23/02/2014 § Leave a comment
one day i’ll be a good student
that day is not today
Didn’t I define “learned behaviour” last time?
DBQ page 238:
1. The first sonogram’s frequency is more stable and flat compared to the second sonogram. In the second sonogram, there is a long period of heavily fluctuating frequency compared to the short period of heavy fluctuation in the first sonogram towards the end of its song.
- a) The third sonogram’s pitch fluctuates less than the first two sonograms. The amplitude of the third sonogram is much thicker, meaning that the third song is louder than the other two songs.
- b) The song is both innate and learned. All of the white-bird sparrow populations will sing the same, if not a similar pattern as their song, which makes the song innate in the species. At the same time, there were some songs that were different, namely in the third sonogram with a different environment.
- a) Sonogram V holds similarities to the beginning portions of the first three sonograms. Sonogram V’s pitch fluctuations are more similar to those of sonogram IV, particularly in how they both slope downwards. By contrast, sonogram V has higher fluctuations than sonogram IV.
- b) The initial section of sonogram V is similar to the initial sections of sonogram I and II, where the song flatlines at a single pitch.
- c) Birds would normally stick to their own birdsong to stay safe within their own species. Unless they need to attract other species, which they don’t, birds use their songs to attract potential mates from their own species. They don’t sing other songs for fear of attracting competition and predators.
- d) These observations are evidence of learned development in birdsongs. Species are able to put aside its innate behaviour and learn something new based on environmental influences.
20/02/2014 § Leave a comment
If humans can identify each other and gorillas could identify each other, then would humans be to gorillas as gorillas are to humans? Discuss.
Words first, words words words. Innate behaviour is behaviour shown in all normal members of a species despite any variation in the environment. By contrast, learned behaviour is an alteration or modification of behaviour that is the result of experience.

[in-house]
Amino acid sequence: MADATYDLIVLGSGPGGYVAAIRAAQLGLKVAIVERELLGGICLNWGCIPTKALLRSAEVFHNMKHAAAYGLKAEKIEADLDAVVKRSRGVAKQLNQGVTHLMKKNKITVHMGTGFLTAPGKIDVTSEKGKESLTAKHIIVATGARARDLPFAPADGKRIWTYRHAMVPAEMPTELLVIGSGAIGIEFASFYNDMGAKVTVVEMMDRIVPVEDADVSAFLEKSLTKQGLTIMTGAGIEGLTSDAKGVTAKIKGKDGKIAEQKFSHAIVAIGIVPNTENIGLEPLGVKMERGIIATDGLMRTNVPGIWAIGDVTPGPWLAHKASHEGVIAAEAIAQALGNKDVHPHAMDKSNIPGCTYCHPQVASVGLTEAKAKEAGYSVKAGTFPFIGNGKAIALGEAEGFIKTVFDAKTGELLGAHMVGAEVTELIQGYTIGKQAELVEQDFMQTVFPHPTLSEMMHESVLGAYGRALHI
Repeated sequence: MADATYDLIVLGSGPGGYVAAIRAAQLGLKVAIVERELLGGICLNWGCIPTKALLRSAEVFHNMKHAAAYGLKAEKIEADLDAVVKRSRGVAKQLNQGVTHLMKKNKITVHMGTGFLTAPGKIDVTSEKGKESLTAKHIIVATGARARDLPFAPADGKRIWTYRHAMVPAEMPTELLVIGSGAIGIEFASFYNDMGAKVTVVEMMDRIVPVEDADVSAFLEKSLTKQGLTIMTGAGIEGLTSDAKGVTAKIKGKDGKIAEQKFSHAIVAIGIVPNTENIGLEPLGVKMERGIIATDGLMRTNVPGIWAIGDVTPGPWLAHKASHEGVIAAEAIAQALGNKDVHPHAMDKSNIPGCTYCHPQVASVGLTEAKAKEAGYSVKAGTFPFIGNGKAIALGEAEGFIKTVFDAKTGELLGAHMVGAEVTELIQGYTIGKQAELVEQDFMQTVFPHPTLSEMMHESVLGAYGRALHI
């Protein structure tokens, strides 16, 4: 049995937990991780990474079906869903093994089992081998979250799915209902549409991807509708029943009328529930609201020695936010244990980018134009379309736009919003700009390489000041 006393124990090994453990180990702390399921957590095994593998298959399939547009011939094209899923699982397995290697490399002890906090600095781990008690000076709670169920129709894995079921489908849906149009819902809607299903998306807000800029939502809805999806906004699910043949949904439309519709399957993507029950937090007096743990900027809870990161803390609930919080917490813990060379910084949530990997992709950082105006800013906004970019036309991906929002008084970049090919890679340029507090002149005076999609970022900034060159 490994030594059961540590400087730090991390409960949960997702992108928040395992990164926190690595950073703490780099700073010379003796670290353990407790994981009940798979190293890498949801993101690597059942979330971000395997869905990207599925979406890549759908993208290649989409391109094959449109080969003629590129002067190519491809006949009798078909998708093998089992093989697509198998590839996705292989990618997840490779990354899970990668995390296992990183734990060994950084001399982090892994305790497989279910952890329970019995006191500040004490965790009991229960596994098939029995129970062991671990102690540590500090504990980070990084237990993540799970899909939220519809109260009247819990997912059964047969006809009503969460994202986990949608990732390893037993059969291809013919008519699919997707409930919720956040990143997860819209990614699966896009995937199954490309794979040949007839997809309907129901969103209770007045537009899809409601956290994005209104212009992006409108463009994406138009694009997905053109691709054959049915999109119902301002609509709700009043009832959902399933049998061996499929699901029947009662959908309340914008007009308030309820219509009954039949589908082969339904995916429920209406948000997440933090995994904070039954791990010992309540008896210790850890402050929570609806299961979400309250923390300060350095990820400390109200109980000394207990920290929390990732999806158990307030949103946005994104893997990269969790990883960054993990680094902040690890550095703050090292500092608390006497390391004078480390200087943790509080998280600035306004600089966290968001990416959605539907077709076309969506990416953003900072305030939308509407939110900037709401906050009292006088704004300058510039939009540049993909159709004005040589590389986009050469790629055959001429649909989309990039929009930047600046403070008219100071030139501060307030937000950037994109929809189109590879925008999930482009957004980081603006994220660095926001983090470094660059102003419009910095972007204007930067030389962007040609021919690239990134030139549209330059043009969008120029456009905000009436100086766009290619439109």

DBQ page 326:
1. Another method to encourage the woodlice to move into one of the arms is to place food in one of the arms, which is a form of chemotaxis.
2. The data shows that most of the woodlice are attracted to the scented arm than to the unscented arm. Only a little over 30% moved into the unscented arm.
3. For the woodlice to receive smell and respond to it, they must have chemoreceptors that can react to the chemicals released by the smells.
- a) Woodlice would move to the scented arm because they know there are members of their own species there, and for survival and reproduction, that would mean that there are potential mates in that arm compared to the unscented arm. This means that woodlice might use scent for mating (to signal to each other their locations).
- b) Woodlice might move to the unscented arm to avoid competition and to survive by itself without reproduction. If large populations of the species tend to overpopulate, some woodlice may have learned to avoid their own species for a better chance of survival.
18/02/2014 § Leave a comment
Can you believe this is the last unit, ‘cause I sure can.
In E.1 we have a few words (okay, a lot of words) to remember but three important ones are stimulus, response, and reflex. The definition of stimulus is easy enough to remember if you remember your alphabet, specifically CDE. A stimulus is a Change in the internal/external environment that is Detected by a receptor and Elicits a response. EASY (I wish). A response is produced by a stimulus and produces a change in the organism. A reflex is a rapid, unconscious response to a stimulus. The elements of responses of animals to stimuli include not only receptors but all types of neurons (namely sensory neurons, relay neurons, and motor neurons), synapses, and effectors.
We also need to draw and label a diagram on the reflex arc for pain including the following elements (as well as most everything listed above):
- sensory pain signals enter dorsal root of spinal cord
- interneurons in spinal cord stimulate flexor motor neurons
- interneurons inhibit extensor motor neurons
- motor neurons exit spinal cord & stimulate flexor muscles
- extensor muscles relax
- withdrawal of leg
- neurotransmitter = acetylcholine
- bisynaptic reflex